sarcasm

[ sahr-kaz-uhm ]
/ ˈsɑr kæz əm /

noun

harsh or bitter derision or irony.
a sharply ironical taunt; sneering or cutting remark: a review full of sarcasms.

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Origin of sarcasm

1570–80; < Late Latin sarcasmus < Greek sarkasmós, derivative of sarkázein to rend (flesh), sneer; see sarco-

OTHER WORDS FROM sarcasm

su·per·sar·casm, noun
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Example sentences from the Web for sarcasm

British Dictionary definitions for sarcasm

sarcasm
/ (ˈsɑːkæzəm) /

noun

mocking, contemptuous, or ironic language intended to convey scorn or insult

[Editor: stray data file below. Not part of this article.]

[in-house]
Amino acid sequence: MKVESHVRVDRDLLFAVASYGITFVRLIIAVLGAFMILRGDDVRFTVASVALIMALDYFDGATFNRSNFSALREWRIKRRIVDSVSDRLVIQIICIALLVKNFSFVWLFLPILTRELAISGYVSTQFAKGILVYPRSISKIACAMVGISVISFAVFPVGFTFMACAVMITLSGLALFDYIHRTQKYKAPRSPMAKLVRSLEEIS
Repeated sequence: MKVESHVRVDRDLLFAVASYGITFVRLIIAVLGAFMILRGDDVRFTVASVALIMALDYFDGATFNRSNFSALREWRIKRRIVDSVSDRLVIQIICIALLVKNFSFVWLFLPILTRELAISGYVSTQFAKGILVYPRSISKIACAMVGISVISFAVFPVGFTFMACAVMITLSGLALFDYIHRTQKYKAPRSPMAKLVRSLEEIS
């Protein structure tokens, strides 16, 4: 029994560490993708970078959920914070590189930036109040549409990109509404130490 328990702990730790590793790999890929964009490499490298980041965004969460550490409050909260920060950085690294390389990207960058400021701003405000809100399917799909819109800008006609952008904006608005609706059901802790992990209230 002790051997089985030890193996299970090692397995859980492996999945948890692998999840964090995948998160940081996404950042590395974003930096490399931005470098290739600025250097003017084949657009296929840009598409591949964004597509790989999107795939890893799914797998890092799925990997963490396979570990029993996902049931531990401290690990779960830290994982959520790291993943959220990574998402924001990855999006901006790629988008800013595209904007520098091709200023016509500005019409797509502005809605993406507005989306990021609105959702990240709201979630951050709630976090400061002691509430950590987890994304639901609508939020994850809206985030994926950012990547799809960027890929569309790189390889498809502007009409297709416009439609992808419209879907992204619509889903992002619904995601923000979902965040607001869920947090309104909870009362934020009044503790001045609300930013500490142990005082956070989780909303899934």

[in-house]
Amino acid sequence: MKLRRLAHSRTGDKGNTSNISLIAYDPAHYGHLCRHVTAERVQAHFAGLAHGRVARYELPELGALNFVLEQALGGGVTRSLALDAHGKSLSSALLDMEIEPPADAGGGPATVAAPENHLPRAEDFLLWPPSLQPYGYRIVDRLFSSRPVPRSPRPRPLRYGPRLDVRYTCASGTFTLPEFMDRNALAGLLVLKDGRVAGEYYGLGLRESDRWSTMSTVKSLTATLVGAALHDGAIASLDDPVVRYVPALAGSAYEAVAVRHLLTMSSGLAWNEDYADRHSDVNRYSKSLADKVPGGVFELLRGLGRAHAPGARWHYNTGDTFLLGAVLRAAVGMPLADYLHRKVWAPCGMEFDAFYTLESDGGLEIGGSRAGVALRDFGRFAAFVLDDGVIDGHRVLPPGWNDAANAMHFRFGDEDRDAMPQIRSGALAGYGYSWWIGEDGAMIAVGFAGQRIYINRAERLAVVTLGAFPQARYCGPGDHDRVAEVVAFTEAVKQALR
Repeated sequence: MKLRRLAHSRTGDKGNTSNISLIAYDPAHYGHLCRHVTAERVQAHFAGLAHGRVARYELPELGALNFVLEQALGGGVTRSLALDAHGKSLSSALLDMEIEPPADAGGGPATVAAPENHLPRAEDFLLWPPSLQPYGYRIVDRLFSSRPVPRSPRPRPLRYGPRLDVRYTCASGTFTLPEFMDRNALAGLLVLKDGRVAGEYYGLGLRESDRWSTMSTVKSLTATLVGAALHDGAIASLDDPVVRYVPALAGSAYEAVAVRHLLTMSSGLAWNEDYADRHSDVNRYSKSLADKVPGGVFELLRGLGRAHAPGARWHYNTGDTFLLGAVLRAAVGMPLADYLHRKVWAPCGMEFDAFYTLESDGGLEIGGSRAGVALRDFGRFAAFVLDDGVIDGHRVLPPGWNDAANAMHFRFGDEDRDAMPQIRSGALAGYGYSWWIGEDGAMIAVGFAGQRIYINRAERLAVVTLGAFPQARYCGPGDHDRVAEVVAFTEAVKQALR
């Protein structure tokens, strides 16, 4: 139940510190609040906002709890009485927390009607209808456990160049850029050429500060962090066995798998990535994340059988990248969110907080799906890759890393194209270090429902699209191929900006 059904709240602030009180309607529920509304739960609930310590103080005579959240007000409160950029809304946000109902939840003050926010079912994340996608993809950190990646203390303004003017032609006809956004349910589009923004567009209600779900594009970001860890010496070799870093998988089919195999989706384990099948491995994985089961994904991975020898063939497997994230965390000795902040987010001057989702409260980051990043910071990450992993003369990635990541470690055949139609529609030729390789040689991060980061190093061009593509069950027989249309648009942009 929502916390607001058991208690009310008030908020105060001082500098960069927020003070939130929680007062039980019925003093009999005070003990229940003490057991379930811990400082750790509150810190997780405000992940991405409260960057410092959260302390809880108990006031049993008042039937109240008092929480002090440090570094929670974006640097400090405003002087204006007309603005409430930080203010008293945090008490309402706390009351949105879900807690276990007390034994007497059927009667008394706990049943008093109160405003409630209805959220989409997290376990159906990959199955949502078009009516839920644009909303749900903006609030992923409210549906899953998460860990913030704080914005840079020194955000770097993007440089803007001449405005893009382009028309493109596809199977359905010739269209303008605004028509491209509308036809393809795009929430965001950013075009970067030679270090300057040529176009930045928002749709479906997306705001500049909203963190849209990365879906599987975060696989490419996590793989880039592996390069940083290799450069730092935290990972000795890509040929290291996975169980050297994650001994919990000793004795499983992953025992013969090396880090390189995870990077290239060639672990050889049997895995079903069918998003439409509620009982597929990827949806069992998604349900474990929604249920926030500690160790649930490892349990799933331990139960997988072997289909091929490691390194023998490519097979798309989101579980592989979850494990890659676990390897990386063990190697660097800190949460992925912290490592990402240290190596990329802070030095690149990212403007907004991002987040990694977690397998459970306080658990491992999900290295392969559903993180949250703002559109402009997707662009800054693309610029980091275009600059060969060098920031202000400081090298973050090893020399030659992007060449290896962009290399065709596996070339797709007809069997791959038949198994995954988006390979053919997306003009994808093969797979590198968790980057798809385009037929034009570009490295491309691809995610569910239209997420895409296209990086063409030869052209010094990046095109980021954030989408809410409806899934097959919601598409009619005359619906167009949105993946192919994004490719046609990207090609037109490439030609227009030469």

the use or tone of such language

Word Origin for sarcasm

C16: from Late Latin sarcasmus, from Greek sarkasmos, from sarkazein to rend the flesh, from sarx flesh
Collins English Dictionary - Complete & Unabridged 2012 Digital Edition © William Collins Sons & Co. Ltd. 1979, 1986 © HarperCollins Publishers 1998, 2000, 2003, 2005, 2006, 2007, 2009, 2012

Cultural definitions for sarcasm

sarcasm

A form of irony in which apparent praise conceals another, scornful meaning. For example, a sarcastic remark directed at a person who consistently arrives fifteen minutes late for appointments might be, “Oh, you've arrived exactly on time!”

The New Dictionary of Cultural Literacy, Third Edition Copyright © 2005 by Houghton Mifflin Harcourt Publishing Company. Published by Houghton Mifflin Harcourt Publishing Company. All rights reserved.